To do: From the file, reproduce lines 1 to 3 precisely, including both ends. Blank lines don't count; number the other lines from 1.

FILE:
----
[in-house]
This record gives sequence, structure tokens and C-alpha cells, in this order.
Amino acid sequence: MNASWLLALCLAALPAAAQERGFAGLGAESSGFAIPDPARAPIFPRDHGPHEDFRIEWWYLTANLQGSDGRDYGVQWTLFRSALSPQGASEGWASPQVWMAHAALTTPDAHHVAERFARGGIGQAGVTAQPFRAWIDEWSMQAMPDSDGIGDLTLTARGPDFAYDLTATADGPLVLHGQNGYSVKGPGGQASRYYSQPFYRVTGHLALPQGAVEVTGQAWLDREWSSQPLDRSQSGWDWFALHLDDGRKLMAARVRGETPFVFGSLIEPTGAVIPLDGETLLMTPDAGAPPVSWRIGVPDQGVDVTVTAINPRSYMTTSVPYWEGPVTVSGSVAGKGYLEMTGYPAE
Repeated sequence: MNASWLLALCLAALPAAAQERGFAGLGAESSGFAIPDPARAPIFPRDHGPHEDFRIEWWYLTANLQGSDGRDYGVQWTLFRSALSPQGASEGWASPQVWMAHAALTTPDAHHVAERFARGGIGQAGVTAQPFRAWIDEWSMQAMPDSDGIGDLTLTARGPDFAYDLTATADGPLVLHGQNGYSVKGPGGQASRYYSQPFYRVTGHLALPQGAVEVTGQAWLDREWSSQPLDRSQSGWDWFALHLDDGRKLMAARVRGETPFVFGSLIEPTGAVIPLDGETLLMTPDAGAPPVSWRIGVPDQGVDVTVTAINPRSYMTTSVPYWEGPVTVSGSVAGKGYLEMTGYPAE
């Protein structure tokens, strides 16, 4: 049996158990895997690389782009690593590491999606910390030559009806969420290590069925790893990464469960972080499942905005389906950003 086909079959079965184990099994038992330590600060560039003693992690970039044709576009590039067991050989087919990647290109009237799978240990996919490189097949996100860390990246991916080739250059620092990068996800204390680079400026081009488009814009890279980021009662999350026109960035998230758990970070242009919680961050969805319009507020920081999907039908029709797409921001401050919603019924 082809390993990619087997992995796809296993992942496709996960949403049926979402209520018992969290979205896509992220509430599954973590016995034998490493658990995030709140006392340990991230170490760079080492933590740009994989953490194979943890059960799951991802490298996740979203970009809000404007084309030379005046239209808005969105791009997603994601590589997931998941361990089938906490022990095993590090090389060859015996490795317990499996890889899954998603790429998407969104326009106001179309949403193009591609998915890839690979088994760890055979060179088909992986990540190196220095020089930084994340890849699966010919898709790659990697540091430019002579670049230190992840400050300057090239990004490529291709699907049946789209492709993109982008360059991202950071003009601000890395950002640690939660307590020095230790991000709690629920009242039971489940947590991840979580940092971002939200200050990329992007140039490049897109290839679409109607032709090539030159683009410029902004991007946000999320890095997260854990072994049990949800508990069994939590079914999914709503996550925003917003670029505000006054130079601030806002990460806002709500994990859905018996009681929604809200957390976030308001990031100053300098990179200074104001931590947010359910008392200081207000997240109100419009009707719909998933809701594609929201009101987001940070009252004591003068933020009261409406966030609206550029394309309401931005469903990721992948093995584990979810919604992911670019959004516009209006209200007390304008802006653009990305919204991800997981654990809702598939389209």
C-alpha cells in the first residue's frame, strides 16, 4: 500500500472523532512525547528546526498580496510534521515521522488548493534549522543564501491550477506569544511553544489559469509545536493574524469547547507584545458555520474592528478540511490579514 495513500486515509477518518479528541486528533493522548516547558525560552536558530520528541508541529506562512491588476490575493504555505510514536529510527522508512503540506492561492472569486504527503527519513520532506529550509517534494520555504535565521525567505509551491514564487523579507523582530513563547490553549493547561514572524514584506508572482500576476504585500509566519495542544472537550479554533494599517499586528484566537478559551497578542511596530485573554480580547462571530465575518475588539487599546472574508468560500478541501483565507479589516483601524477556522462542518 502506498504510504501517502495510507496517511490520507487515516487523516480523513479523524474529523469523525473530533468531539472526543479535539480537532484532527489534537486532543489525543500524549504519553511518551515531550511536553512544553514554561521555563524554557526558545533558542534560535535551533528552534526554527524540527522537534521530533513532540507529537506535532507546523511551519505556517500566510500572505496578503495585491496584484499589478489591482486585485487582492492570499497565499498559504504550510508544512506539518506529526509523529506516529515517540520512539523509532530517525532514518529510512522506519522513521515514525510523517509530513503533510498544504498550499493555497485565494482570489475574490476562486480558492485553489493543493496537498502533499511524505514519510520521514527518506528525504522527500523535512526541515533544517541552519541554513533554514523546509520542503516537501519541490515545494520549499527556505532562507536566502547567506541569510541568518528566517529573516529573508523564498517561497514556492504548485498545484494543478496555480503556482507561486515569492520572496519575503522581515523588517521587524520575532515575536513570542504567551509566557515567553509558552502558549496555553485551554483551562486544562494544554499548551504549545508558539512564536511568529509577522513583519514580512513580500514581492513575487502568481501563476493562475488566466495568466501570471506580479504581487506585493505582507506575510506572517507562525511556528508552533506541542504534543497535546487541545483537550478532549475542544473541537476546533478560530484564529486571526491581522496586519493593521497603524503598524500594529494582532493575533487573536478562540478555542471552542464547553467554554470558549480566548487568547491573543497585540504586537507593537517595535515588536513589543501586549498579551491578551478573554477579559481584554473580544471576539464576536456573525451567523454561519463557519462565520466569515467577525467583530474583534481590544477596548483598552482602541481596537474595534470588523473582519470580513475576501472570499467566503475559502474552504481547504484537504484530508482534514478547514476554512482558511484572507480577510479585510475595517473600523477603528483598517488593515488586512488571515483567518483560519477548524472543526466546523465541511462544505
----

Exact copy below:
[in-house]
This record gives sequence, structure tokens and C-alpha cells, in this order.
Amino acid sequence: MNASWLLALCLAALPAAAQERGFAGLGAESSGFAIPDPARAPIFPRDHGPHEDFRIEWWYLTANLQGSDGRDYGVQWTLFRSALSPQGASEGWASPQVWMAHAALTTPDAHHVAERFARGGIGQAGVTAQPFRAWIDEWSMQAMPDSDGIGDLTLTARGPDFAYDLTATADGPLVLHGQNGYSVKGPGGQASRYYSQPFYRVTGHLALPQGAVEVTGQAWLDREWSSQPLDRSQSGWDWFALHLDDGRKLMAARVRGETPFVFGSLIEPTGAVIPLDGETLLMTPDAGAPPVSWRIGVPDQGVDVTVTAINPRSYMTTSVPYWEGPVTVSGSVAGKGYLEMTGYPAE